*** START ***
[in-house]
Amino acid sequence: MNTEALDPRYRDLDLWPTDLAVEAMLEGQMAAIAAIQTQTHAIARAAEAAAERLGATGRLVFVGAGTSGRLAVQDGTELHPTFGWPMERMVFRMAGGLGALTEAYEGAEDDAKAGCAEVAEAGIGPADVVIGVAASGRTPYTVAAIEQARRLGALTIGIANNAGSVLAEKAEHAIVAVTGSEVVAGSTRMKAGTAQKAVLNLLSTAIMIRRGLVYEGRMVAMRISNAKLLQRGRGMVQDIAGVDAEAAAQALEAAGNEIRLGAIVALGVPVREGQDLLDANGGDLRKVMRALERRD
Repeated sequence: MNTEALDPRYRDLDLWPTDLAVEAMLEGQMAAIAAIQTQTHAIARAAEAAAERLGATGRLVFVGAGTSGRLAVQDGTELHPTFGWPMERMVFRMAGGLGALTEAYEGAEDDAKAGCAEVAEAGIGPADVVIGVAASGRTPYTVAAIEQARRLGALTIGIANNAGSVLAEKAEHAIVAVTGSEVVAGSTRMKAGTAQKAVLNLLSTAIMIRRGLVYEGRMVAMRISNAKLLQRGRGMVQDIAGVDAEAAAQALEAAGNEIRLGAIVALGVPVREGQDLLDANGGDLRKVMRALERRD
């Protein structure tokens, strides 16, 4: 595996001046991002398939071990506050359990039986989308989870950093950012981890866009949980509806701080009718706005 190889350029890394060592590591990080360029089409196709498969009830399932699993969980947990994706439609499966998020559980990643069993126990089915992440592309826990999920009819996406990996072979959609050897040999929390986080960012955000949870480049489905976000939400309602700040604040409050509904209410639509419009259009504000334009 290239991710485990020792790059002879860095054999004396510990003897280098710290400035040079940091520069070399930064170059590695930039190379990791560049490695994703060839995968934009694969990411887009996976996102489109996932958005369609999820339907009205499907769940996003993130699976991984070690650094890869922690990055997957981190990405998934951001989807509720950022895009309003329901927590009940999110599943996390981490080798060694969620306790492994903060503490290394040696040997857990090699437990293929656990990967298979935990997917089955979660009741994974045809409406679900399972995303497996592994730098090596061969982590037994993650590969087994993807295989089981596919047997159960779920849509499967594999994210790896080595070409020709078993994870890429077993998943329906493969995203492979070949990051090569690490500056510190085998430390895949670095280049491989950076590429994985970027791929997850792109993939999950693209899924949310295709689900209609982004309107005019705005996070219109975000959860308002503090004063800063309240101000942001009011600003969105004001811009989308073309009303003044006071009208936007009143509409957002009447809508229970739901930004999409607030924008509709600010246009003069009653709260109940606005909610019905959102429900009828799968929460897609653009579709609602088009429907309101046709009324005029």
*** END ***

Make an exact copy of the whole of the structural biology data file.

[in-house]
Amino acid sequence: MNTEALDPRYRDLDLWPTDLAVEAMLEGQMAAIAAIQTQTHAIARAAEAAAERLGATGRLVFVGAGTSGRLAVQDGTELHPTFGWPMERMVFRMAGGLGALTEAYEGAEDDAKAGCAEVAEAGIGPADVVIGVAASGRTPYTVAAIEQARRLGALTIGIANNAGSVLAEKAEHAIVAVTGSEVVAGSTRMKAGTAQKAVLNLLSTAIMIRRGLVYEGRMVAMRISNAKLLQRGRGMVQDIAGVDAEAAAQALEAAGNEIRLGAIVALGVPVREGQDLLDANGGDLRKVMRALERRD
Repeated sequence: MNTEALDPRYRDLDLWPTDLAVEAMLEGQMAAIAAIQTQTHAIARAAEAAAERLGATGRLVFVGAGTSGRLAVQDGTELHPTFGWPMERMVFRMAGGLGALTEAYEGAEDDAKAGCAEVAEAGIGPADVVIGVAASGRTPYTVAAIEQARRLGALTIGIANNAGSVLAEKAEHAIVAVTGSEVVAGSTRMKAGTAQKAVLNLLSTAIMIRRGLVYEGRMVAMRISNAKLLQRGRGMVQDIAGVDAEAAAQALEAAGNEIRLGAIVALGVPVREGQDLLDANGGDLRKVMRALERRD
């Protein structure tokens, strides 16, 4: 595996001046991002398939071990506050359990039986989308989870950093950012981890866009949980509806701080009718706005 190889350029890394060592590591990080360029089409196709498969009830399932699993969980947990994706439609499966998020559980990643069993126990089915992440592309826990999920009819996406990996072979959609050897040999929390986080960012955000949870480049489905976000939400309602700040604040409050509904209410639509419009259009504000334009 290239991710485990020792790059002879860095054999004396510990003897280098710290400035040079940091520069070399930064170059590695930039190379990791560049490695994703060839995968934009694969990411887009996976996102489109996932958005369609999820339907009205499907769940996003993130699976991984070690650094890869922690990055997957981190990405998934951001989807509720950022895009309003329901927590009940999110599943996390981490080798060694969620306790492994903060503490290394040696040997857990090699437990293929656990990967298979935990997917089955979660009741994974045809409406679900399972995303497996592994730098090596061969982590037994993650590969087994993807295989089981596919047997159960779920849509499967594999994210790896080595070409020709078993994870890429077993998943329906493969995203492979070949990051090569690490500056510190085998430390895949670095280049491989950076590429994985970027791929997850792109993939999950693209899924949310295709689900209609982004309107005019705005996070219109975000959860308002503090004063800063309240101000942001009011600003969105004001811009989308073309009303003044006071009208936007009143509409957002009447809508229970739901930004999409607030924008509709600010246009003069009653709260109940606005909610019905959102429900009828799968929460897609653009579709609602088009429907309101046709009324005029």